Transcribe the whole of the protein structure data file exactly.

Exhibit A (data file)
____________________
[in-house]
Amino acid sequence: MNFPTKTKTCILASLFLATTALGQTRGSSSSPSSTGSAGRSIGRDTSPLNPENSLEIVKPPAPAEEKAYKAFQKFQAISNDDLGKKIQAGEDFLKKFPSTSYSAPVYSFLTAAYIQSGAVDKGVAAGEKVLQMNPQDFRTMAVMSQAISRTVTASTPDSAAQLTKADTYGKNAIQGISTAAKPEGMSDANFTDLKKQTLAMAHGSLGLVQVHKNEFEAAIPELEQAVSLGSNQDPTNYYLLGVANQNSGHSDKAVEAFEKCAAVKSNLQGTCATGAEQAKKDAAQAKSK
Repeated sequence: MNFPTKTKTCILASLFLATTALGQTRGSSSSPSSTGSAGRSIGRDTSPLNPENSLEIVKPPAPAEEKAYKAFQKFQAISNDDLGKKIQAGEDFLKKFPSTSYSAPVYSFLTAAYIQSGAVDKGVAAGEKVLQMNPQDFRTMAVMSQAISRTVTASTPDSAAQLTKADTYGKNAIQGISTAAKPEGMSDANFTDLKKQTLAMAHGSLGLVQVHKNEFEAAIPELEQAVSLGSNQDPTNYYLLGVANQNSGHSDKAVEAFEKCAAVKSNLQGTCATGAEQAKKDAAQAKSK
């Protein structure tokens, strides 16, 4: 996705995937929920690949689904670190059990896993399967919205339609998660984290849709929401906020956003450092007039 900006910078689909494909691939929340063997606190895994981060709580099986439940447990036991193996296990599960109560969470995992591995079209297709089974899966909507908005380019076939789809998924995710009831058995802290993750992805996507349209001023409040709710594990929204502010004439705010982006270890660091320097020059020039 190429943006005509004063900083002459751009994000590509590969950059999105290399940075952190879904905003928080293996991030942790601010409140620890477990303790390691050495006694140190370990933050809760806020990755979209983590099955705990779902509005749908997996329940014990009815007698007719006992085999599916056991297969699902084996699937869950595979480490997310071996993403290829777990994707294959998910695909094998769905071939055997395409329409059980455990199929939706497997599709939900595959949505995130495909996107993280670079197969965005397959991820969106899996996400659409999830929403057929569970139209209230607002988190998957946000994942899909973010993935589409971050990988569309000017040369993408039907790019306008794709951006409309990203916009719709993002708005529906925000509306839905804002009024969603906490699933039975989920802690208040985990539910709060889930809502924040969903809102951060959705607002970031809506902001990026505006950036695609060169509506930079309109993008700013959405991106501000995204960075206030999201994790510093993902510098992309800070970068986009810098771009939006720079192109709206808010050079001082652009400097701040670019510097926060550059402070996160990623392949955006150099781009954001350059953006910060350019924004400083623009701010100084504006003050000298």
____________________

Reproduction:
[in-house]
Amino acid sequence: MNFPTKTKTCILASLFLATTALGQTRGSSSSPSSTGSAGRSIGRDTSPLNPENSLEIVKPPAPAEEKAYKAFQKFQAISNDDLGKKIQAGEDFLKKFPSTSYSAPVYSFLTAAYIQSGAVDKGVAAGEKVLQMNPQDFRTMAVMSQAISRTVTASTPDSAAQLTKADTYGKNAIQGISTAAKPEGMSDANFTDLKKQTLAMAHGSLGLVQVHKNEFEAAIPELEQAVSLGSNQDPTNYYLLGVANQNSGHSDKAVEAFEKCAAVKSNLQGTCATGAEQAKKDAAQAKSK
Repeated sequence: MNFPTKTKTCILASLFLATTALGQTRGSSSSPSSTGSAGRSIGRDTSPLNPENSLEIVKPPAPAEEKAYKAFQKFQAISNDDLGKKIQAGEDFLKKFPSTSYSAPVYSFLTAAYIQSGAVDKGVAAGEKVLQMNPQDFRTMAVMSQAISRTVTASTPDSAAQLTKADTYGKNAIQGISTAAKPEGMSDANFTDLKKQTLAMAHGSLGLVQVHKNEFEAAIPELEQAVSLGSNQDPTNYYLLGVANQNSGHSDKAVEAFEKCAAVKSNLQGTCATGAEQAKKDAAQAKSK
């Protein structure tokens, strides 16, 4: 996705995937929920690949689904670190059990896993399967919205339609998660984290849709929401906020956003450092007039 900006910078689909494909691939929340063997606190895994981060709580099986439940447990036991193996296990599960109560969470995992591995079209297709089974899966909507908005380019076939789809998924995710009831058995802290993750992805996507349209001023409040709710594990929204502010004439705010982006270890660091320097020059020039 190429943006005509004063900083002459751009994000590509590969950059999105290399940075952190879904905003928080293996991030942790601010409140620890477990303790390691050495006694140190370990933050809760806020990755979209983590099955705990779902509005749908997996329940014990009815007698007719006992085999599916056991297969699902084996699937869950595979480490997310071996993403290829777990994707294959998910695909094998769905071939055997395409329409059980455990199929939706497997599709939900595959949505995130495909996107993280670079197969965005397959991820969106899996996400659409999830929403057929569970139209209230607002988190998957946000994942899909973010993935589409971050990988569309000017040369993408039907790019306008794709951006409309990203916009719709993002708005529906925000509306839905804002009024969603906490699933039975989920802690208040985990539910709060889930809502924040969903809102951060959705607002970031809506902001990026505006950036695609060169509506930079309109993008700013959405991106501000995204960075206030999201994790510093993902510098992309800070970068986009810098771009939006720079192109709206808010050079001082652009400097701040670019510097926060550059402070996160990623392949955006150099781009954001350059953006910060350019924004400083623009701010100084504006003050000298």